Pomona Presents New Art Museum Plan to City Residents

Pomona College will build a new art museum to replace the current museum, which is experiencing a lack of space and inadequte conditions to store art pieces.

Pomona College hosted a community meeting on Sept. 29 at Millikan Laboratory to discuss the progress on planning its new art museum. In attendance were various members of the campus and Claremont community, as well as speakers Pomona President David Oxtoby, Museum Director Kathleen Howe, master planner Scott Smith and architect Jeffrey Birchard.

The new museum is still in its early stages of development, but it will eventually replace Pomona’s current art museum. The museum’s supporters expect that it will be more conducive to hosting classes and special events as well as for housing traveling exhibitions and permanent collections.

“Effective learning in a museum happens when it is flexible enough, has the space, and provides the access to the collection that permits different modes of engagement,” Howe wrote in an email to TSL.

According to the presenters at the community meeting, the museum’s mission is to intellectually engage both students and members of the surrounding community through exhibitions, educational programs, and events. Howe said that the museum will possibly have seminar rooms to allow students to discuss and study works of art.

The Pomona College Museum of Art is located on the school’s south campus.

The new museum will be built on College Ave. at the current site of the Cottages, which serve as student residence halls, and Renwick House. A Victorian house built in 1900, Renwick House’s historical significance was a source of controversy at a community meeting regarding the museum in April 2014. The museum’s planners are considering moving the house to the north end of Pomona’s softball field.

At the meeting, Smith said that the site for the new museum was strategically chosen to be in line with Pomona’s Master Plan. Although alternative sites within the main campus were considered, Smith said that using those sites would hurt the campus’s aesthetic, prevent the museum from functioning as a larger cultural resource, and disrupt the campus’s porticos and walkways, which contribute to the college’s intimacy and accessibility.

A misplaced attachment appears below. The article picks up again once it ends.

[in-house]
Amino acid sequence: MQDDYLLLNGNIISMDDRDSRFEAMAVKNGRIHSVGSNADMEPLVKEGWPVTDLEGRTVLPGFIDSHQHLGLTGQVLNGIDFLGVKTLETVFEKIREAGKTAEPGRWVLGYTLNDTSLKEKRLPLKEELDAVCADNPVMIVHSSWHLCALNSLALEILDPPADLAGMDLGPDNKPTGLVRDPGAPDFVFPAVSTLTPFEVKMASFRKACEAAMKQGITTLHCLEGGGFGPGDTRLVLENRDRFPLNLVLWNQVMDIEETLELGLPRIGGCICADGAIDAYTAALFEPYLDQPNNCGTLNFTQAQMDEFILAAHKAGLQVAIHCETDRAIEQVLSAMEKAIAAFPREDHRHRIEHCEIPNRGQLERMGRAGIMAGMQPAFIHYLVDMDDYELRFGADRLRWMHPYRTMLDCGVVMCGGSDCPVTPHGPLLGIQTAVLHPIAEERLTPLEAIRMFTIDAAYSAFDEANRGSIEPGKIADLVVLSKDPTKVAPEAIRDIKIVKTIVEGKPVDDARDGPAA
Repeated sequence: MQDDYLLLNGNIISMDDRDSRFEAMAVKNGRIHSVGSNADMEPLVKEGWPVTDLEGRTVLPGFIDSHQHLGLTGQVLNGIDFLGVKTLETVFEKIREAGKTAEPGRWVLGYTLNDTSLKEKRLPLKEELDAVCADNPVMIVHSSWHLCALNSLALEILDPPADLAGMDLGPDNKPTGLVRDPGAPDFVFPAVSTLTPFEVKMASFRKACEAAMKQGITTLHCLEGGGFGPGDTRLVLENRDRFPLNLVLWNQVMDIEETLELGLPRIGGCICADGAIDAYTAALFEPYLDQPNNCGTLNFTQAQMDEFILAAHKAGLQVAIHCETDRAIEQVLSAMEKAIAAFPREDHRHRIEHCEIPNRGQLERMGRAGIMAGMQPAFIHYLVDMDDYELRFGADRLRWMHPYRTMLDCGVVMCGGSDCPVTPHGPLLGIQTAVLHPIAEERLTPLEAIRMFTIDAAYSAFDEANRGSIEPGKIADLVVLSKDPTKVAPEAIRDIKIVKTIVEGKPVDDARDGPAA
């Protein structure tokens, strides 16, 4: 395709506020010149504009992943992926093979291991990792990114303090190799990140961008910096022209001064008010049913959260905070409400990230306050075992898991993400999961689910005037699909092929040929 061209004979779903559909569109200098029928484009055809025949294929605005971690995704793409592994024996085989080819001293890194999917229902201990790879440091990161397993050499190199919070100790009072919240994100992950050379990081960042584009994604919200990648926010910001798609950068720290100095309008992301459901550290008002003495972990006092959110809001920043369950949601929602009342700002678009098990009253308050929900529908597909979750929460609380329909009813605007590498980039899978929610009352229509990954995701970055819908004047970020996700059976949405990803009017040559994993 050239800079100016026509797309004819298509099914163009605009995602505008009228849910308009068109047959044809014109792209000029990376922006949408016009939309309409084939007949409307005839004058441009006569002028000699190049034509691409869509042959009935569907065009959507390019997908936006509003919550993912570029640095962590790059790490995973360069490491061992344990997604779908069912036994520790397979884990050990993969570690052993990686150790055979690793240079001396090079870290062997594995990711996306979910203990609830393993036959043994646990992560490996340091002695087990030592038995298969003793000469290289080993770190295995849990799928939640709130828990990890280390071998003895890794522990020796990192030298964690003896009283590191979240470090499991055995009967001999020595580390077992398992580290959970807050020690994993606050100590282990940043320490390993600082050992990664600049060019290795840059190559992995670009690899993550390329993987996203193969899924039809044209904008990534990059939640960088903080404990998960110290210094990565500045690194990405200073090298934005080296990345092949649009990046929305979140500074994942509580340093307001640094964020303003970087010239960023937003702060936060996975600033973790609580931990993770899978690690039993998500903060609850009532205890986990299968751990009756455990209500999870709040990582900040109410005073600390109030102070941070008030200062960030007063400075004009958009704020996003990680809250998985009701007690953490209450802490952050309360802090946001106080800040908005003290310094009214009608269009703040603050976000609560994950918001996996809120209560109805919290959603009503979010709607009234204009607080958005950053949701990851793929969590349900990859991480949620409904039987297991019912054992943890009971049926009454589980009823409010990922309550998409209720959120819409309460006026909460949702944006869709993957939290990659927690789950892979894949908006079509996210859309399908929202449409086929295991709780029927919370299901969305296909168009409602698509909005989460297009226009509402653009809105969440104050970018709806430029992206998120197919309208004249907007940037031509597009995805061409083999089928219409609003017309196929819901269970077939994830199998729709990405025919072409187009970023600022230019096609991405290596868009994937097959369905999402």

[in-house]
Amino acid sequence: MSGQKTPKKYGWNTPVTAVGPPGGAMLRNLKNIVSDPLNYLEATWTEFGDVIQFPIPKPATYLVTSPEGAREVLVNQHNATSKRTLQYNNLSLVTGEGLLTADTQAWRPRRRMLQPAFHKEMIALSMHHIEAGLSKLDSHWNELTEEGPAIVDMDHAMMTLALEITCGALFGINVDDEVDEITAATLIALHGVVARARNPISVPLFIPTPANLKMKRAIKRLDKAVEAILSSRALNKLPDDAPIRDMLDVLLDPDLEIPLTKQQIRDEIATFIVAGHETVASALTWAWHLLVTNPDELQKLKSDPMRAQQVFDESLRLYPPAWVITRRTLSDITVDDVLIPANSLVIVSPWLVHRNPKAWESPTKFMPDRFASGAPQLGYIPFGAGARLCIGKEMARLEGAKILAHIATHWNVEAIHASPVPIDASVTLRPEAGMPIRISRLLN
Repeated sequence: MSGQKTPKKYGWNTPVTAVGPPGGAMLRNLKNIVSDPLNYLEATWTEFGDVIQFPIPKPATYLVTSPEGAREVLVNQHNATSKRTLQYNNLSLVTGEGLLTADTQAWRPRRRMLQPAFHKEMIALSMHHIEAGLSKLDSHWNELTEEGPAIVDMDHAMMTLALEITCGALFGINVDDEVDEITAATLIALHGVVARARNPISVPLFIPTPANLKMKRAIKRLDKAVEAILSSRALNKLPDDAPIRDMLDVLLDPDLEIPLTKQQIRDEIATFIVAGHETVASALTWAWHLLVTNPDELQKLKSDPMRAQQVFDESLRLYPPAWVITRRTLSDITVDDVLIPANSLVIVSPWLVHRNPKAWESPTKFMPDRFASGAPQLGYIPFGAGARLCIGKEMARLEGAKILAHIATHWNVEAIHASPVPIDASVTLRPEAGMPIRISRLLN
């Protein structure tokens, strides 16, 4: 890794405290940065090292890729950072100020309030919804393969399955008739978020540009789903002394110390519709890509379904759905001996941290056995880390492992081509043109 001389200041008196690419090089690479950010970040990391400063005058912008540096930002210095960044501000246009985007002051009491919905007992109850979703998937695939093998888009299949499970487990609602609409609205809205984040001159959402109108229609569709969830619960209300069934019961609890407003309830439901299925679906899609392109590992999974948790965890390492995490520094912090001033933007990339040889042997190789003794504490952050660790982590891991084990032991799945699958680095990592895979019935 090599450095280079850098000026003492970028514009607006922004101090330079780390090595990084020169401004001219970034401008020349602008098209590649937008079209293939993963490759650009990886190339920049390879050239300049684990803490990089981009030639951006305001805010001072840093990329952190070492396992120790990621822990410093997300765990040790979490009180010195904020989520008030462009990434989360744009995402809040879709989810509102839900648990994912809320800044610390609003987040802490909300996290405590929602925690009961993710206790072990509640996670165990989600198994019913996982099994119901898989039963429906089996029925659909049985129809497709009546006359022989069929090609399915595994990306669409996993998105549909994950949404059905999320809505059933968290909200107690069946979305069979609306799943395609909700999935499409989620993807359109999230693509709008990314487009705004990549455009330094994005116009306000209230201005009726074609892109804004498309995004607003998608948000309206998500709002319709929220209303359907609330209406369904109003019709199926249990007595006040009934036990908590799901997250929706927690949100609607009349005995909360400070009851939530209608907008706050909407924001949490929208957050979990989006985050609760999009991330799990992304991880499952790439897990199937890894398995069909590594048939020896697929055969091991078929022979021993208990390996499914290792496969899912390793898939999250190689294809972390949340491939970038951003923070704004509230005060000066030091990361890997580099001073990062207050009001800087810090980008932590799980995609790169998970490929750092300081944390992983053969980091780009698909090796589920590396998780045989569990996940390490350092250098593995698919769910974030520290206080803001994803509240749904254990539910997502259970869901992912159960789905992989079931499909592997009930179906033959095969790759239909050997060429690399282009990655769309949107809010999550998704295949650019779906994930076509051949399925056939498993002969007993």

During the meeting, Birchard, who works for the architecture firm Machado Silvetti, outlined some of the features planned for the museum, including multiple entrances and a public plaza in the front. The museum will feature a gallery wing visible to passersby and an open courtyard for hosting events. 47 trees will surround the museum.

Birchard also highlighted the site’s ideal location in Claremont’s ‘civic center,’ which includes City Hall, the Claremont Library, Shelton Park, the post office and Seaver House. 

During the Q&A portion of the meeting, community members brought up concerns over parking and the removal of potentially historically significant trees. Oxtoby responded that the college would consider implementing a two-hour parking limit for parking spaces in front of the museum, and Birchard said that an arborist would be hired to examine each tree with attention to its sustainability within Claremont’s natural environment.

“I’m really excited to see how students and faculty make use of the curricular galleries,” Howe said. “I think most of all, I want to be surprised and delighted by the ways that our students and faculty make it theirs, the programs and ideas that we haven’t even thought of yet.”

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